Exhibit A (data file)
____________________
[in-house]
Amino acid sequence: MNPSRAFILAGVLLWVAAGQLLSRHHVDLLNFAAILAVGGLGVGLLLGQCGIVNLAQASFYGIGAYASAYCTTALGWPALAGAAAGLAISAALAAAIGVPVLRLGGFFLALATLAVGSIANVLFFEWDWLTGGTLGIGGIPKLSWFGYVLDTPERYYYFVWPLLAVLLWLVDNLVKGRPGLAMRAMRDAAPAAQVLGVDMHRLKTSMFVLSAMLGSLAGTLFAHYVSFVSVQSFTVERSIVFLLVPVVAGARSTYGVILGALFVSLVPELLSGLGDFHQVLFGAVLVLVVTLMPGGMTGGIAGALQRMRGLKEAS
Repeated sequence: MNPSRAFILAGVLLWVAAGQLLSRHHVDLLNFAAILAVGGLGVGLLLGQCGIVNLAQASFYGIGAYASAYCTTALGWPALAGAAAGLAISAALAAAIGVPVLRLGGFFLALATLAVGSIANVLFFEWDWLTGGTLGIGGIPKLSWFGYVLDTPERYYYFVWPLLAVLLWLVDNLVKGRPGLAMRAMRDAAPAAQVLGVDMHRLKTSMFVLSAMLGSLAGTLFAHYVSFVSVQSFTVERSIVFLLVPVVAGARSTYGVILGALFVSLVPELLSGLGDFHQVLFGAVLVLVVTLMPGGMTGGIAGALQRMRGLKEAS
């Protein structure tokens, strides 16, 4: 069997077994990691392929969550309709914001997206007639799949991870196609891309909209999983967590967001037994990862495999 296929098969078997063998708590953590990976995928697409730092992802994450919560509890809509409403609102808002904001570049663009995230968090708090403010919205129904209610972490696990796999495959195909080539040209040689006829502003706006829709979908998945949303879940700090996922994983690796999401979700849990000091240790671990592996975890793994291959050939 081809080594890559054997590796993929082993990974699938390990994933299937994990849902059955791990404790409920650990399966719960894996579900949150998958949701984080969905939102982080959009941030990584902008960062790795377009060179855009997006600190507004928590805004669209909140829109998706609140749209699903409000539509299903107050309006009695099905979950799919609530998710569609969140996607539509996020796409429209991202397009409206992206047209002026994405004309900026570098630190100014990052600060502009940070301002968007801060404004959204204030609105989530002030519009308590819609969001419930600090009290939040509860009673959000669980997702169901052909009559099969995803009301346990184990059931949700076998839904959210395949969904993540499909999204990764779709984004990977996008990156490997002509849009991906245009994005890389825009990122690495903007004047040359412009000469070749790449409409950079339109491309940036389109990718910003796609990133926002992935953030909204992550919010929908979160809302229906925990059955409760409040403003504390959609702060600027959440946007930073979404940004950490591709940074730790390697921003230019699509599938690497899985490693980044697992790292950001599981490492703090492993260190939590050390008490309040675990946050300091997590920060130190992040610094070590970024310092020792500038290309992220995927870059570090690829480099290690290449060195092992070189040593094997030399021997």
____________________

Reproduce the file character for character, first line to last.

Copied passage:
[in-house]
Amino acid sequence: MNPSRAFILAGVLLWVAAGQLLSRHHVDLLNFAAILAVGGLGVGLLLGQCGIVNLAQASFYGIGAYASAYCTTALGWPALAGAAAGLAISAALAAAIGVPVLRLGGFFLALATLAVGSIANVLFFEWDWLTGGTLGIGGIPKLSWFGYVLDTPERYYYFVWPLLAVLLWLVDNLVKGRPGLAMRAMRDAAPAAQVLGVDMHRLKTSMFVLSAMLGSLAGTLFAHYVSFVSVQSFTVERSIVFLLVPVVAGARSTYGVILGALFVSLVPELLSGLGDFHQVLFGAVLVLVVTLMPGGMTGGIAGALQRMRGLKEAS
Repeated sequence: MNPSRAFILAGVLLWVAAGQLLSRHHVDLLNFAAILAVGGLGVGLLLGQCGIVNLAQASFYGIGAYASAYCTTALGWPALAGAAAGLAISAALAAAIGVPVLRLGGFFLALATLAVGSIANVLFFEWDWLTGGTLGIGGIPKLSWFGYVLDTPERYYYFVWPLLAVLLWLVDNLVKGRPGLAMRAMRDAAPAAQVLGVDMHRLKTSMFVLSAMLGSLAGTLFAHYVSFVSVQSFTVERSIVFLLVPVVAGARSTYGVILGALFVSLVPELLSGLGDFHQVLFGAVLVLVVTLMPGGMTGGIAGALQRMRGLKEAS
């Protein structure tokens, strides 16, 4: 069997077994990691392929969550309709914001997206007639799949991870196609891309909209999983967590967001037994990862495999 296929098969078997063998708590953590990976995928697409730092992802994450919560509890809509409403609102808002904001570049663009995230968090708090403010919205129904209610972490696990796999495959195909080539040209040689006829502003706006829709979908998945949303879940700090996922994983690796999401979700849990000091240790671990592996975890793994291959050939 081809080594890559054997590796993929082993990974699938390990994933299937994990849902059955791990404790409920650990399966719960894996579900949150998958949701984080969905939102982080959009941030990584902008960062790795377009060179855009997006600190507004928590805004669209909140829109998706609140749209699903409000539509299903107050309006009695099905979950799919609530998710569609969140996607539509996020796409429209991202397009409206992206047209002026994405004309900026570098630190100014990052600060502009940070301002968007801060404004959204204030609105989530002030519009308590819609969001419930600090009290939040509860009673959000669980997702169901052909009559099969995803009301346990184990059931949700076998839904959210395949969904993540499909999204990764779709984004990977996008990156490997002509849009991906245009994005890389825009990122690495903007004047040359412009000469070749790449409409950079339109491309940036389109990718910003796609990133926002992935953030909204992550919010929908979160809302229906925990059955409760409040403003504390959609702060600027959440946007930073979404940004950490591709940074730790390697921003230019699509599938690497899985490693980044697992790292950001599981490492703090492993260190939590050390008490309040675990946050300091997590920060130190992040610094070590970024310092020792500038290309992220995927870059570090690829480099290690290449060195092992070189040593094997030399021997």